Wynn, Charles Watkin Williams (1775–1850, Hist P)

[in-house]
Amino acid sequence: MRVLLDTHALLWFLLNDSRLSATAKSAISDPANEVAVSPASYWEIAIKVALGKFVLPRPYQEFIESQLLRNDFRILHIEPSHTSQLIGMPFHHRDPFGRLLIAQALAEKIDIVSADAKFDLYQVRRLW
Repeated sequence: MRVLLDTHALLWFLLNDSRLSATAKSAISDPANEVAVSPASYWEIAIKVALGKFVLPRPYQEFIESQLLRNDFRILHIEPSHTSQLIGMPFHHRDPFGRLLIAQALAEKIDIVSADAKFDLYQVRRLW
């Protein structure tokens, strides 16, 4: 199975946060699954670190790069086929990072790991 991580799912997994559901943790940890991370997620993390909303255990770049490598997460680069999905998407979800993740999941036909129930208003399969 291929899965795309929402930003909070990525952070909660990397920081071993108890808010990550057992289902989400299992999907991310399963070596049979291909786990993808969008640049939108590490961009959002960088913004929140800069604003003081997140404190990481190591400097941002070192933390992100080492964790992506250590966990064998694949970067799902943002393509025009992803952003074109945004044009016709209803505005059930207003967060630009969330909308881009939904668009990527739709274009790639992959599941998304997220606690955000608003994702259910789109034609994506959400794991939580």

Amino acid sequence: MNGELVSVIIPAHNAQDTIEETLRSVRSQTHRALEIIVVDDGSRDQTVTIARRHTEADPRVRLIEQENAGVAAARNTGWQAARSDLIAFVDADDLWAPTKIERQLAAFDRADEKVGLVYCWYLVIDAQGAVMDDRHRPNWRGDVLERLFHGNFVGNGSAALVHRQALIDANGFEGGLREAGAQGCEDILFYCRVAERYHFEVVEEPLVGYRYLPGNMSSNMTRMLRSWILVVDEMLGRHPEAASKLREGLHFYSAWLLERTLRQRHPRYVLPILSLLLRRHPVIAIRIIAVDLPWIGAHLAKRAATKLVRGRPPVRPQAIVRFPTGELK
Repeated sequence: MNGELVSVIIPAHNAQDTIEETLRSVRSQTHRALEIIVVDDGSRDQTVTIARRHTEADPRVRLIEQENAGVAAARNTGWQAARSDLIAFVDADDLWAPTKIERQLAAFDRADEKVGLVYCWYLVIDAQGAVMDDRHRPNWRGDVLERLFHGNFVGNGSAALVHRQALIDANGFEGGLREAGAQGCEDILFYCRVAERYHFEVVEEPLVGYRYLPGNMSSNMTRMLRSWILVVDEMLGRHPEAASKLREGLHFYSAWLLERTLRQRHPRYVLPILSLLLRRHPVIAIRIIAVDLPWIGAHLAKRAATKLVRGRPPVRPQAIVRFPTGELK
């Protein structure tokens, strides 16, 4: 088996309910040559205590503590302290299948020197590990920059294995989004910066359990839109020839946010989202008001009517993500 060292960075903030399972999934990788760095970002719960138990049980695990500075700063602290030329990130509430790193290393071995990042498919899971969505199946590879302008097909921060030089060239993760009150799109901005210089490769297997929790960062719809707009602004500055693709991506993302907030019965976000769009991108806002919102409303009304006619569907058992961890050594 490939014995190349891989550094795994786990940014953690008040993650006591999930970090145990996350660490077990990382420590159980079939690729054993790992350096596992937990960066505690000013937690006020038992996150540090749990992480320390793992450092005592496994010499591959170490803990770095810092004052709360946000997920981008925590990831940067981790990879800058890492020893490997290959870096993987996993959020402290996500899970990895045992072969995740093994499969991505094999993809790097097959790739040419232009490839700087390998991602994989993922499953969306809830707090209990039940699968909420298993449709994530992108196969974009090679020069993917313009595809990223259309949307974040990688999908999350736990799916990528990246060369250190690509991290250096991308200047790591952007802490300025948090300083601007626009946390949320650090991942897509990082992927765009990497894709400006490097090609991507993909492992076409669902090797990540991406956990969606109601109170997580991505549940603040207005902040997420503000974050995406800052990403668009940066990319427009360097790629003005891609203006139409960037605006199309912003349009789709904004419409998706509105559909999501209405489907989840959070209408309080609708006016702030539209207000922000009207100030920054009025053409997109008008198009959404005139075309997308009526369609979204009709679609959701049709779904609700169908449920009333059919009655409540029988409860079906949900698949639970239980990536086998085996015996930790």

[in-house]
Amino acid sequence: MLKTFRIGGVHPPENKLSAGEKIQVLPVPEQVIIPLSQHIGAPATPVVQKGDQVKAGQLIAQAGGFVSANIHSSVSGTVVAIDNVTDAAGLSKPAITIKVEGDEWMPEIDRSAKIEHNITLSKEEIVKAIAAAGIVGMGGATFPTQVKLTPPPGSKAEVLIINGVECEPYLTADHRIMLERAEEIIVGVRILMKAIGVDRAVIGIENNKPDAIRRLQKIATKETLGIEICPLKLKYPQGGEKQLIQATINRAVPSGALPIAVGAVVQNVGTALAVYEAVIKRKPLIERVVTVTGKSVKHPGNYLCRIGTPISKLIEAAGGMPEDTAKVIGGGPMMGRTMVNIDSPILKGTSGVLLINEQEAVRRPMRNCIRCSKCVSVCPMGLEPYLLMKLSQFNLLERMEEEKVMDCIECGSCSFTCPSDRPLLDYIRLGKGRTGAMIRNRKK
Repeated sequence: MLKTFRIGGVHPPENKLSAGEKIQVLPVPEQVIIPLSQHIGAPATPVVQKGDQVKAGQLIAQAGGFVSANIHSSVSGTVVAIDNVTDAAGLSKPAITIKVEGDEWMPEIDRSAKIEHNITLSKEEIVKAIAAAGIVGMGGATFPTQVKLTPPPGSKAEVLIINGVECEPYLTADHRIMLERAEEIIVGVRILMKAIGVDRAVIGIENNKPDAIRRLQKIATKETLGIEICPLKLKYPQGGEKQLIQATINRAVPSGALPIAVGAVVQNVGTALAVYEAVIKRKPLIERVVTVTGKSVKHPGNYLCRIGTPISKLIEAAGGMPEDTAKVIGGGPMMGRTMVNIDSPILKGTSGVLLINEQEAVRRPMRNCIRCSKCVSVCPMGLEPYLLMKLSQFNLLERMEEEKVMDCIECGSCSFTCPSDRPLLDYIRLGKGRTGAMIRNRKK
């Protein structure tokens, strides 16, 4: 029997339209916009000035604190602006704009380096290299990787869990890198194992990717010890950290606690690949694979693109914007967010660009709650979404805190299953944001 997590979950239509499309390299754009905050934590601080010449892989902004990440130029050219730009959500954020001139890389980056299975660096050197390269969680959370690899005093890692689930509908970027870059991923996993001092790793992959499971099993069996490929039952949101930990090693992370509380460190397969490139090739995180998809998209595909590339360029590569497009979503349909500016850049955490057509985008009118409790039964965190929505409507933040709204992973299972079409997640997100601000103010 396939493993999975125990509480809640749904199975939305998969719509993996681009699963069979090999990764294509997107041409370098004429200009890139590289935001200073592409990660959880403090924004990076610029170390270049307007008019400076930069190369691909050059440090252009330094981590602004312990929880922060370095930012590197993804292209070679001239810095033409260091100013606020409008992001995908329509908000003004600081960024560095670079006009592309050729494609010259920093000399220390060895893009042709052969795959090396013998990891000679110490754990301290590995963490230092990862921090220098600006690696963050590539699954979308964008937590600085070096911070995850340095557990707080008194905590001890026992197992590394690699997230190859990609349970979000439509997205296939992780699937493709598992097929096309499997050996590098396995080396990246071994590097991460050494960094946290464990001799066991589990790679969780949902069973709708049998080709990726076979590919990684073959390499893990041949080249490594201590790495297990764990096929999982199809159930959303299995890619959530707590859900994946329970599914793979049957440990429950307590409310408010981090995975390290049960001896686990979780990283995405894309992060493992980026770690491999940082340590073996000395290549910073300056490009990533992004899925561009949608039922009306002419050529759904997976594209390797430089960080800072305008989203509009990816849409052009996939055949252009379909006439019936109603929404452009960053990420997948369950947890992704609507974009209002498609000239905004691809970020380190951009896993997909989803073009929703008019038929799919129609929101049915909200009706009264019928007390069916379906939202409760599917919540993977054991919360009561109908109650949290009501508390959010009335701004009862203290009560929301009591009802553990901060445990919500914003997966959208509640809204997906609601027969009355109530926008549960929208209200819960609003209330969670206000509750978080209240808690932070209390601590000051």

politician. The second son of Sir Watkin Williams Wynn, 4th Baronet, and his second wife Charlotte Grenville. He was educated at home by a tutor, the Revd Robert Nares, and later at Westminster (adm. 1784) and Christ Church, Oxford (matric. 1791, BA 1795, MA 1798, DCL 1810). Entered Lincoln’s Inn in 1795 and was called to the Bar in 1798. He married Mary Cunliffe, daughter of a baronet, in 1806. Wynn had excellent family and political connections as his maternal grandfather was the Prime Minister George Grenville (1712–1770). He served as an MP for Old Sarum (1797–1799) and for Montgomeryshire (1799–1850). From 1806–1807, he served in the Ministry of Talents (led by his uncle Lord Grenville) as Under Secretary to the Home Office, and secured a pension for Southey, which he described as ‘the only benefit I reap from 12 months of office’. From 1822–1828, he held a cabinet post as President of the Board of Control. Wynn met Southey at Westminster and the two remained friends for rest of their lives. He contributed to The Flagellant (1792) under pseudonyms which included ‘St Pardulph’. Wynn (who was not personally wealthy) gave Southey an annuity of £160 from 1797, and Southey dedicated Madoc (1805) to him.